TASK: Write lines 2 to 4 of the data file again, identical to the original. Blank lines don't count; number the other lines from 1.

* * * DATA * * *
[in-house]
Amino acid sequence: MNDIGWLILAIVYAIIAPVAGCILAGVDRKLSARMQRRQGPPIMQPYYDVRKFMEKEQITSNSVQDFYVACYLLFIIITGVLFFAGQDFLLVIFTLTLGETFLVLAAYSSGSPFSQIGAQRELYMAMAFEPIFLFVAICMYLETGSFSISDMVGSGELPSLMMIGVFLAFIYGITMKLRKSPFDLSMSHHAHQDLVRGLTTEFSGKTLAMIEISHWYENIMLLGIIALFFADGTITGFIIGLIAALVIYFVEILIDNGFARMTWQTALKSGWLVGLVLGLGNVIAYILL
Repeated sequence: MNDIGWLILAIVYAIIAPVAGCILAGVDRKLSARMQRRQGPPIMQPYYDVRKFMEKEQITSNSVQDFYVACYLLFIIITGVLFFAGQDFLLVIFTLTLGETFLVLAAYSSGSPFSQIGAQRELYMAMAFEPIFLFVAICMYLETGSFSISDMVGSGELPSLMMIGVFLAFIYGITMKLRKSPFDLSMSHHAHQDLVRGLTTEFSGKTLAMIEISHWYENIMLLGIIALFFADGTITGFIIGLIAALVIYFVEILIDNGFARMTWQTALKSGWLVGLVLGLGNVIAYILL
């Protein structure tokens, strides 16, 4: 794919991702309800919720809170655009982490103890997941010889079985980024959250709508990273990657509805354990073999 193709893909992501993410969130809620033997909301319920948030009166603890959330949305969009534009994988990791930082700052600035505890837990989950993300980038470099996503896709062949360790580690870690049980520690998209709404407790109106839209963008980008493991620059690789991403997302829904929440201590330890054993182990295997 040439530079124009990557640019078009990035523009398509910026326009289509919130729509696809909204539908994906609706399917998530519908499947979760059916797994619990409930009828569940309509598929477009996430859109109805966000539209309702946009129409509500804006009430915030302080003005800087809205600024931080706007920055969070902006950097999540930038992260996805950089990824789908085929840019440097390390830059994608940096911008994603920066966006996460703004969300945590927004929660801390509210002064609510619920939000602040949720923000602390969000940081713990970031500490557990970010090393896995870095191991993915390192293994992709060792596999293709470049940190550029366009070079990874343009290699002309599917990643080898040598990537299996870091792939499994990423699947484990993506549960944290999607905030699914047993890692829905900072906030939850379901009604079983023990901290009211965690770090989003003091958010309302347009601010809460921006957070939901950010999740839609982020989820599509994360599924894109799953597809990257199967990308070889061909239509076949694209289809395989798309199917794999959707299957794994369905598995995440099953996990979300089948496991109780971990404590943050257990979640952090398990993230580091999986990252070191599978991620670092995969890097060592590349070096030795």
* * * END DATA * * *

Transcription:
Amino acid sequence: MNDIGWLILAIVYAIIAPVAGCILAGVDRKLSARMQRRQGPPIMQPYYDVRKFMEKEQITSNSVQDFYVACYLLFIIITGVLFFAGQDFLLVIFTLTLGETFLVLAAYSSGSPFSQIGAQRELYMAMAFEPIFLFVAICMYLETGSFSISDMVGSGELPSLMMIGVFLAFIYGITMKLRKSPFDLSMSHHAHQDLVRGLTTEFSGKTLAMIEISHWYENIMLLGIIALFFADGTITGFIIGLIAALVIYFVEILIDNGFARMTWQTALKSGWLVGLVLGLGNVIAYILL
Repeated sequence: MNDIGWLILAIVYAIIAPVAGCILAGVDRKLSARMQRRQGPPIMQPYYDVRKFMEKEQITSNSVQDFYVACYLLFIIITGVLFFAGQDFLLVIFTLTLGETFLVLAAYSSGSPFSQIGAQRELYMAMAFEPIFLFVAICMYLETGSFSISDMVGSGELPSLMMIGVFLAFIYGITMKLRKSPFDLSMSHHAHQDLVRGLTTEFSGKTLAMIEISHWYENIMLLGIIALFFADGTITGFIIGLIAALVIYFVEILIDNGFARMTWQTALKSGWLVGLVLGLGNVIAYILL
């Protein structure tokens, strides 16, 4: 794919991702309800919720809170655009982490103890997941010889079985980024959250709508990273990657509805354990073999 193709893909992501993410969130809620033997909301319920948030009166603890959330949305969009534009994988990791930082700052600035505890837990989950993300980038470099996503896709062949360790580690870690049980520690998209709404407790109106839209963008980008493991620059690789991403997302829904929440201590330890054993182990295997 040439530079124009990557640019078009990035523009398509910026326009289509919130729509696809909204539908994906609706399917998530519908499947979760059916797994619990409930009828569940309509598929477009996430859109109805966000539209309702946009129409509500804006009430915030302080003005800087809205600024931080706007920055969070902006950097999540930038992260996805950089990824789908085929840019440097390390830059994608940096911008994603920066966006996460703004969300945590927004929660801390509210002064609510619920939000602040949720923000602390969000940081713990970031500490557990970010090393896995870095191991993915390192293994992709060792596999293709470049940190550029366009070079990874343009290699002309599917990643080898040598990537299996870091792939499994990423699947484990993506549960944290999607905030699914047993890692829905900072906030939850379901009604079983023990901290009211965690770090989003003091958010309302347009601010809460921006957070939901950010999740839609982020989820599509994360599924894109799953597809990257199967990308070889061909239509076949694209289809395989798309199917794999959707299957794994369905598995995440099953996990979300089948496991109780971990404590943050257990979640952090398990993230580091999986990252070191599978991620670092995969890097060592590349070096030795």